2. Primary GUID partition table: GPT header and partition entries
  3. Partitions: The respective units of the distributed storage space, that is, the different partitions, follow the header and partition entries.
  4. Secondary GUID partition table: Back-up of the GPT header and partition entries in a mirrored sequence.

The scheme becomes clearer through the following graphic representation of the individual components. The LBA blocks (Logical Block Addressing) featured in it each correspond to one sector of the data carrier and therefore 512 bytes.

A short profile of the GPT header

The header of the respective GUID partition table structure describes the useful blocks in the data carrier and the size of the individual partition entries, among other things. It is therefore indispensable for the GPT partitions to work. As already becomes clear in the graphic representation of the scheme, the GPT header is always saved in the second sector of the storage medium (LBA 1) – directly after the protective MBR. The security copy of the header can also be found on the data carrier, though the final sector is stipulated for this back-up (LBA -1). The exact positions of the two versions, which are both protected by a checksum, are also stored in the header.


The automatically generated CRC32 checksums for the header and the partition entries are checked either by the firmware, the bootloader or the operating system.

In detail, the GPT header, which has a standard size of 92 or 512 bytes (including the reserved ‘zero’ space), contains the following information:

What a partition entry looks like

The primary header is followed by the entries describing the individual GPT partitions. Each entry comprises 128 bytes so that four entries per logical block (so per LBA) can always be saved. For the GUID partition table standard, the scheme proposes blocks 2 to 33, which therefore corresponds to 128 partitions – in Windows operating systems, for example, it’s implemented in precisely this way. If needed, the number of authorised sectors for the partition entries can also be arbitrarily increased, which is why the number of possible partitions is also theoretically unlimited, as itemised in the properties of GPT. It is only limited by the storage space that is available.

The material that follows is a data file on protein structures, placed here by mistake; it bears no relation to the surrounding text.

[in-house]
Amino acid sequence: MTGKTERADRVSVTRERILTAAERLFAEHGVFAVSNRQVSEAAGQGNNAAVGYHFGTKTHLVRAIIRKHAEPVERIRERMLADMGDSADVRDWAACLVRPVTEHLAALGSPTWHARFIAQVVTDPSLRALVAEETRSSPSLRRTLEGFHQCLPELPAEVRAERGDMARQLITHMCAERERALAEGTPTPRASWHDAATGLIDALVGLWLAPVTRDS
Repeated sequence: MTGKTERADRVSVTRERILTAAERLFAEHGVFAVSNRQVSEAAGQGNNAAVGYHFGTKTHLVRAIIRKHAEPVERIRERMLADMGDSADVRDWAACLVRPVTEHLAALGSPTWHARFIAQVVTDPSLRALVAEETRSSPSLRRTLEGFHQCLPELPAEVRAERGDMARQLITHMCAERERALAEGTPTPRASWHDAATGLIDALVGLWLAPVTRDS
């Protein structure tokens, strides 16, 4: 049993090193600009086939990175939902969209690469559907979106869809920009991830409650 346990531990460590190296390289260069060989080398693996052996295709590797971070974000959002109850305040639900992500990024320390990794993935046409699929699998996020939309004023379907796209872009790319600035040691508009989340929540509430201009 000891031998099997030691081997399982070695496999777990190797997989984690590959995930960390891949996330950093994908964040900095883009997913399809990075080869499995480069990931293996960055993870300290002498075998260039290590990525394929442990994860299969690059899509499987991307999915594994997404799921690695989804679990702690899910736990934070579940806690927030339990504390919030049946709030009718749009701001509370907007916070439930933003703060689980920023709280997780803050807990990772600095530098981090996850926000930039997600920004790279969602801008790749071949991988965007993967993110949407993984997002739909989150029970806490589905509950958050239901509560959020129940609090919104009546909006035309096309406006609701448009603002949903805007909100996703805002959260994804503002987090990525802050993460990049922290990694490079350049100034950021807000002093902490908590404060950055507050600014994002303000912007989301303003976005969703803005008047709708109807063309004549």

Independently of the number of partition entries and partitions, the relatively simple structure according to the GPT and UEFI specification is always as follows:

When are GUID partition tables used?

Since 2005, GUID partition table have increasingly been gaining ground as the partition style for HDD and SSD hard drives. The reason behind this is principally the increasing use of UEFI as an alternative to BIOS: For this reason, modern hardware and operating systems more and more frequently use the new interface standard, and therefore GUID partitioning too. Apart from current editions of Windows like Windows 10, 8 or 7, various newer macOS and Linux versions also rank among the operating systems supported by GPT.


You can read about why SSD hard drives are becoming more and more popular, and what makes them so valuable in the server environment in particular, in our article about servers with SSD storage.

GUID partition tables can therefore be used conveniently in almost all modern computer systems that work with integrated data carriers and whose storage capacity is in the gigabyte and terabyte range. The partition style is just as sought-after in external hard drives, of course – especially since here many solutions now provide more than two terabytes of storage and therefore exclude MBR as partition technology. Another typical area of application for GPT: Bootable USB sticks. For this it always depends which operating system and firmware they are designed for, and whether UEFI (meaning GPT) or BIOS is to be used.

Of course, GPT partitioning is also a solution for USB sticks if the stick is not to be used as a boot medium, but as a simple storage medium. In particular, because of the increased protection against data loss if there is a hardware fault, for which the risk is potentially higher with portable storage media (so also with external hard drives).